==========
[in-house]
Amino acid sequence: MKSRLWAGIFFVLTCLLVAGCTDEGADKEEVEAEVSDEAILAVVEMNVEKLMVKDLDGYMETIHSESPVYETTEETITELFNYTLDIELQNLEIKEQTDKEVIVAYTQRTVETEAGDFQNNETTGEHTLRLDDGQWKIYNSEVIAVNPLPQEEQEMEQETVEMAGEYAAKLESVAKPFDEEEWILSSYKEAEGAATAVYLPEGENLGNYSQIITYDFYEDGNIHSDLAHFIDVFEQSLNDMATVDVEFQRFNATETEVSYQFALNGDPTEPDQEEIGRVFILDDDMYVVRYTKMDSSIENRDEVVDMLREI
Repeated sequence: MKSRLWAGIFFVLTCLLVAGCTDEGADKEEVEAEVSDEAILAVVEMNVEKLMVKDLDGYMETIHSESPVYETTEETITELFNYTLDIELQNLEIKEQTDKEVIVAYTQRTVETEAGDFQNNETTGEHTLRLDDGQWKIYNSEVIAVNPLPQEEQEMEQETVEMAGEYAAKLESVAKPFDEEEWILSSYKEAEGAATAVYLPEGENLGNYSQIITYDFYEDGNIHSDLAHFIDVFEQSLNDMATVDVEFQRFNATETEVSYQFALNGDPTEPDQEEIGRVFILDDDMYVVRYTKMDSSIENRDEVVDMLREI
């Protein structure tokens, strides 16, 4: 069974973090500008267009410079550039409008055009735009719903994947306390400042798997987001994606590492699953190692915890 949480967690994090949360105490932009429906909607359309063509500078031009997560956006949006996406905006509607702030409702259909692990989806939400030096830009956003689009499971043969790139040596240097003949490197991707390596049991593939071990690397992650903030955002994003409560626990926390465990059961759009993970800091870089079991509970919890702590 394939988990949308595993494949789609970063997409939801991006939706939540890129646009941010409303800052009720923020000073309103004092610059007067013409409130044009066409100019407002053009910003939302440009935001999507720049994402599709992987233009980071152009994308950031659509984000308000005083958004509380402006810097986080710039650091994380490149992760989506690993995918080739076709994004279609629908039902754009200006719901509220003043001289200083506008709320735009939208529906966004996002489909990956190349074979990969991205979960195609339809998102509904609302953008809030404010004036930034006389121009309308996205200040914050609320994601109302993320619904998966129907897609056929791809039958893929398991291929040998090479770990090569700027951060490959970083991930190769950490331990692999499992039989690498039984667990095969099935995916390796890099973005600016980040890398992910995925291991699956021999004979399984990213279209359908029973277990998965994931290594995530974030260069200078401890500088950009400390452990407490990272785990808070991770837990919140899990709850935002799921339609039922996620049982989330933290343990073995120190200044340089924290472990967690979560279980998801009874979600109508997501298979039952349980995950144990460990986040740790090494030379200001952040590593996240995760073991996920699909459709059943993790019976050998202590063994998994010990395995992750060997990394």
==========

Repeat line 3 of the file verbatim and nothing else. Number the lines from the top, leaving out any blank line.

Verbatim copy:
Repeated sequence: MKSRLWAGIFFVLTCLLVAGCTDEGADKEEVEAEVSDEAILAVVEMNVEKLMVKDLDGYMETIHSESPVYETTEETITELFNYTLDIELQNLEIKEQTDKEVIVAYTQRTVETEAGDFQNNETTGEHTLRLDDGQWKIYNSEVIAVNPLPQEEQEMEQETVEMAGEYAAKLESVAKPFDEEEWILSSYKEAEGAATAVYLPEGENLGNYSQIITYDFYEDGNIHSDLAHFIDVFEQSLNDMATVDVEFQRFNATETEVSYQFALNGDPTEPDQEEIGRVFILDDDMYVVRYTKMDSSIENRDEVVDMLREI